HMCS Calgary's Bell

February 8th 2023
Those who know the Naval Museum of Alberta know that the ship’s bell from the original HMCS Calgary (K231) is on exhibit in the gallery with a model of the ship, and a White Ensign that flew on her. Adjacent to her are models of the current HMCS Calgary (FFH 335) in her original and post-DELEX configuration.

Recently, an article from the Calgary Herald from 11 June 1947 emerged, describing how the bell was presented to the Mayor of Calgary at City Hall. Following is a transcription of the article, which was copied as per the original, with some changes for clarification in square brackets.

Corvette’s Bell Presented to City

The brass bell which rode out the battle of the Atlantic and the invasion of Normandy below the bridge of the corvette HMCS Calgary was received into the hands of the city Tuesday to repose permanently in a place of honour in the city hall public lobby.

The bell was presented to Mayor J.C. Watson by Commander Reg. Jackson OBE VD [VRD] RCN at the opening of Tuesday’s city council meeting. [CDR] Jackson was attended by Lieut. H.S. Squire, staff officer of HMCS Tecumseh.

[CDR] Jackson presented the bell to the city on behalf of the service as a token of appreciation for services rendered by the men who served aboard the ship by the Calgary citizens. A scroll accompanied the bell.

The mayor, in taking the bell, said it would be treasured long in memory of the brave men of the senior service.

[CDR] Jackson told the story of HMCS Calgary saying it was a warship whose history most nearly summed up the epic Battle of the Atlantic. It was launched at Sorel Que. Aug. 31, 1941, and was commissioned the following December. Nearly four years later, June 12, 1945, it was paid off and turned over to War assets for disposal.

THE CALGARY helped escort convoys to Britain and Gibraltar. She took part in two invasions, was a victor in one U-Boat encounter and possibly in others. She rescued torpedoed merchant ship survivors and on one occasion rescued three survivors of a U-Boat she helped destroy.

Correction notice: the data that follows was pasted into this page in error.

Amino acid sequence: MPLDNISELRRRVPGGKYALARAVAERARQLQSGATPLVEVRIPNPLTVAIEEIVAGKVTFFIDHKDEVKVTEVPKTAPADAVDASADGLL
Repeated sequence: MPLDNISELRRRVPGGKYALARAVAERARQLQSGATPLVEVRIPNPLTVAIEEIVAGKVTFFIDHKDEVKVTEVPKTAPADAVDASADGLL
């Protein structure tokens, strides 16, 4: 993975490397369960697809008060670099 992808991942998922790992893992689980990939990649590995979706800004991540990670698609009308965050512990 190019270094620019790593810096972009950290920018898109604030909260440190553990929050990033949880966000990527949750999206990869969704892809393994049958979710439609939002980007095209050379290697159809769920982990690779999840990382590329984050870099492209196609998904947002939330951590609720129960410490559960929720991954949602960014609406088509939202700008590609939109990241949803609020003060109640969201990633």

In May 1942, she attacked and damaged a submarine off eastern Canada. In July 1943 she picked up the crew and passengers of a torpedoes merchant ship from her convoy and landed then at Halifax. Her most exiting escort trip came in November of 1943 when travelling with a big convoy on a southerly Atlantic route. An aircraft located a submarine just ahead of the convoy at dawn and the Calgary dashed up to attack it but was unable to find it. A few hours later, a second submarine was detected and attacked. A periscope broke the surface and nises were heard indicating a U-Boat went down.

ATTACKS continued throughout the day and night. The Calgary and HMCS Snowberry came upon two subs on the surface. One submerged and the other fled away on the surface. German aircraft began to shadow the convoy but were driven off.

Four days after the first attack U-Boats closed in again at night and the Canadian corvettes with the help of star-shells and depth charges brought one to the surface and blasted it to pieces with their guns. Of a crew of 55 only 18 were rescued from this sub, three being picked up by the Calgary.

On the evening of Nov. 21 more U-boats attacked, and more battles ensued. Final score of the long-drawn-out battle was one submarine destroyed, two probably destroyed, and three other attacked with unknown results.

When the ships were about 600 miles off Gibraltar German airplanes attacked with glider bombs. HMCS Prince Robert, Canadian anti-aircraft cruiser, joined the convoy at this stage and entered the battle. R.A.F. Coastal Command planes also joined in. The enemy were beaten, and the convoy reached Gibraltar without loss of a ship, only two being damaged. The British press referred to this as one of the greatest air-sea battles of the war.

After her Normandy invasion duties ended, the Calgary went on cross-channel escort duty and at Sheerness, March 1945, she was rammed by a tank landing ship and returned to Canada for permanent repair which was incomplete when the war ended.

A motion by Aid George Brown to provide a glass exhibition case for the ship’s bell was adopted by the council.

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